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The Kathy Gyngell Interview: The male of the species is under assault, says men’s rights activist Mike Buchanan


Mike Buchanan is a men’s rights activist, who in 2012 launched The Anti-Feminism League and Campaign for Merit in Business in defiance of prevailing feminist and gender parity ideology. He registered his political party Justice for Men and Boys (and the women who love them) – J4MB – in February 2013 and fielded candidates in the 2015 election. J4MB hosted the second International Conference on Men’s Issues at Excel London in July 2016 in association with A Voice for Men.

Kathy Gyngell: What turned you into, and when did you become, a men’s rights campaigner?

Mike Buchanan: For many years prior to the global economic slump over 2008/9, I had made a good living as an independent business consultant, including an assignment with the Conservative Party (2006-8). In 2009 it was very difficult landing new assignments, and a rare opportunity of a public sector assignment turned up, which was well within my comfort zone. I was interviewed by a huge angry woman, and was soon out of the door. I was later told by the agency which had put me up for the assignment that she was a radical feminist who’d never been known to hire a man, and would prefer to hire an incompetent woman rather than a competent man; that she interviewed men so she could deny bias, and was always able to find something in the successful woman’s CV to justify her selection. Then in the autumn of 2009 David Cameron announced his intention to introduce all-women shortlists for prospective parliamentary candidates for the ensuing general election. I was one of many party members to cancel my membership as a result. In 2010 I published my first book on gender politics, David and Goliatha. On the front cover there’s a cartoon by the late Martin Honeysett. The ‘David’ of the title is David Cameron, ‘Goliatha’ Harriet Harman. I became a full-time men’s rights activist in February 2012, when I launched my political party, Justice for Men and Boys (and the women who love them) – J4MB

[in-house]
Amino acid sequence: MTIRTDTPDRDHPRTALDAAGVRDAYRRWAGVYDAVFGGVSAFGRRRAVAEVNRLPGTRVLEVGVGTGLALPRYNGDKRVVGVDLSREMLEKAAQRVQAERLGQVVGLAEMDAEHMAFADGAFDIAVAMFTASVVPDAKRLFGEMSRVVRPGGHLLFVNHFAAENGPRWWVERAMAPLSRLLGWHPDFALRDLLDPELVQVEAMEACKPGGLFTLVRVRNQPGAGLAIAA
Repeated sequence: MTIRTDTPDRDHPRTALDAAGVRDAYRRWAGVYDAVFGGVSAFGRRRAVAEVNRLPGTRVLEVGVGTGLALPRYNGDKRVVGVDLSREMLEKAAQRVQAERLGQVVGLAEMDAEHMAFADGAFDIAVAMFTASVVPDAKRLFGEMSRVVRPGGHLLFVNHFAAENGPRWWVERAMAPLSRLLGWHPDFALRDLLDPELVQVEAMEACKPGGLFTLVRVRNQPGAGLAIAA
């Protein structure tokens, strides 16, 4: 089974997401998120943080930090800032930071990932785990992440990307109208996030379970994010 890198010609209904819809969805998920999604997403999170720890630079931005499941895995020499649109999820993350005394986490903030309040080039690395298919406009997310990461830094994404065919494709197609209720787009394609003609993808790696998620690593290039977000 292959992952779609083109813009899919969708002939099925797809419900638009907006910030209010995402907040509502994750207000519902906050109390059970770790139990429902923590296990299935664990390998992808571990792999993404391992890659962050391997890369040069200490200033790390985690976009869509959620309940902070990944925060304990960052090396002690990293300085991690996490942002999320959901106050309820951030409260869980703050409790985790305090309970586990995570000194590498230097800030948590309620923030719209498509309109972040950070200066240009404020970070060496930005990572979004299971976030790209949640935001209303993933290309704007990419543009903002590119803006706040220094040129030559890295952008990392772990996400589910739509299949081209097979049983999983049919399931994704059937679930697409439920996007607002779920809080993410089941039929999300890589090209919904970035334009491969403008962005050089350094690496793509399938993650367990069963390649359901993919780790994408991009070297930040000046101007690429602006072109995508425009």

KG: Why did you make J4MB a political party? Why did you think this necessary?

MB: The reason is that the major assaults on men’s and boys’ human rights have all stemmed from the actions and inactions of the state, even though men pay almost 75 per cent of the income tax which largely funds the state. Included in these is denying fathers access to their children following family breakdowns, which in turn is a major cause of male suicide – the male/female suicide differential following divorce is now more than 10:1. The lifetime differential has risen from 1.7:1 to 3.5:1 over the past 30 years, and suicide is now the leading cause of death of men in all age bands below 50 years of age. The government doesn’t give a damn. If it were women ending their own lives in such numbers, it would be a cause célèbre and a huge amount of taxpayers’ money would be invested in an effort to address the crisis and reduce the numbers. In our 2015 general election manifesto we identified 20 areas where the human rights of men and boys are assaulted by the actions and inactions of the state, almost always to privilege women and girls. Yet there is not one area in Britain today in which the human rights of women and girls specifically are assaulted by the state’s actions and inactions. Not one. Women and girls in the UK – and across most of the world – now belong to a highly privileged class, yet for the most part they cannot see it. Women’s appetite for privilege appears insatiable, and radical feminists deliver them ever more privilege. As an organisation we have to challenge the state, because the state is the key problem, and what better way to do it than through a political party? UKIP changed the course of British history because it took the form of a political party, forcing David Cameron into offering a referendum on EU membership. Had UKIP been, say, a charity, it would never have achieved its objective.

KG: In what ways and why do men and boys now get the thin end of wedge?